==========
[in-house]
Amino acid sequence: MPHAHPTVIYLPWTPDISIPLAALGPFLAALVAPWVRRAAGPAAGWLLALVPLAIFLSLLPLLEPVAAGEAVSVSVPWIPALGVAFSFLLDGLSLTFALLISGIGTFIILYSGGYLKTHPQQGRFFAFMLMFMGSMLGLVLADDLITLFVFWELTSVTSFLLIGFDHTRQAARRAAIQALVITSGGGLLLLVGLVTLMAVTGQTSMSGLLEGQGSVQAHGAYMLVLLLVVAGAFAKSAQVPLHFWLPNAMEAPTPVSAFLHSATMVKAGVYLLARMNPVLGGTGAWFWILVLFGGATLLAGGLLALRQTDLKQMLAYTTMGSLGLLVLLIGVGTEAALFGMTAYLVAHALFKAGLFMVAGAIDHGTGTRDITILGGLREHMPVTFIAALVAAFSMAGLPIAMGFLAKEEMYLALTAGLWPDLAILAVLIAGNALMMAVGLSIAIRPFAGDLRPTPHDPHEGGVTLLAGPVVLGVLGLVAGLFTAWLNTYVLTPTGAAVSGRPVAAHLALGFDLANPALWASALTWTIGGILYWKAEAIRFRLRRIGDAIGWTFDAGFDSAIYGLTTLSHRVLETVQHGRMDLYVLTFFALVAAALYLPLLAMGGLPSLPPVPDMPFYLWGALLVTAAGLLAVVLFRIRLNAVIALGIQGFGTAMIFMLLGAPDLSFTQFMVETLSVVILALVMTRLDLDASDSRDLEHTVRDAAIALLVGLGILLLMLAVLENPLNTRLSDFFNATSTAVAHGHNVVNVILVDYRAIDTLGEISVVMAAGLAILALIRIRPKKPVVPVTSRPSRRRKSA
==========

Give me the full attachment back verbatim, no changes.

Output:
[in-house]
Amino acid sequence: MPHAHPTVIYLPWTPDISIPLAALGPFLAALVAPWVRRAAGPAAGWLLALVPLAIFLSLLPLLEPVAAGEAVSVSVPWIPALGVAFSFLLDGLSLTFALLISGIGTFIILYSGGYLKTHPQQGRFFAFMLMFMGSMLGLVLADDLITLFVFWELTSVTSFLLIGFDHTRQAARRAAIQALVITSGGGLLLLVGLVTLMAVTGQTSMSGLLEGQGSVQAHGAYMLVLLLVVAGAFAKSAQVPLHFWLPNAMEAPTPVSAFLHSATMVKAGVYLLARMNPVLGGTGAWFWILVLFGGATLLAGGLLALRQTDLKQMLAYTTMGSLGLLVLLIGVGTEAALFGMTAYLVAHALFKAGLFMVAGAIDHGTGTRDITILGGLREHMPVTFIAALVAAFSMAGLPIAMGFLAKEEMYLALTAGLWPDLAILAVLIAGNALMMAVGLSIAIRPFAGDLRPTPHDPHEGGVTLLAGPVVLGVLGLVAGLFTAWLNTYVLTPTGAAVSGRPVAAHLALGFDLANPALWASALTWTIGGILYWKAEAIRFRLRRIGDAIGWTFDAGFDSAIYGLTTLSHRVLETVQHGRMDLYVLTFFALVAAALYLPLLAMGGLPSLPPVPDMPFYLWGALLVTAAGLLAVVLFRIRLNAVIALGIQGFGTAMIFMLLGAPDLSFTQFMVETLSVVILALVMTRLDLDASDSRDLEHTVRDAAIALLVGLGILLLMLAVLENPLNTRLSDFFNATSTAVAHGHNVVNVILVDYRAIDTLGEISVVMAAGLAILALIRIRPKKPVVPVTSRPSRRRKSA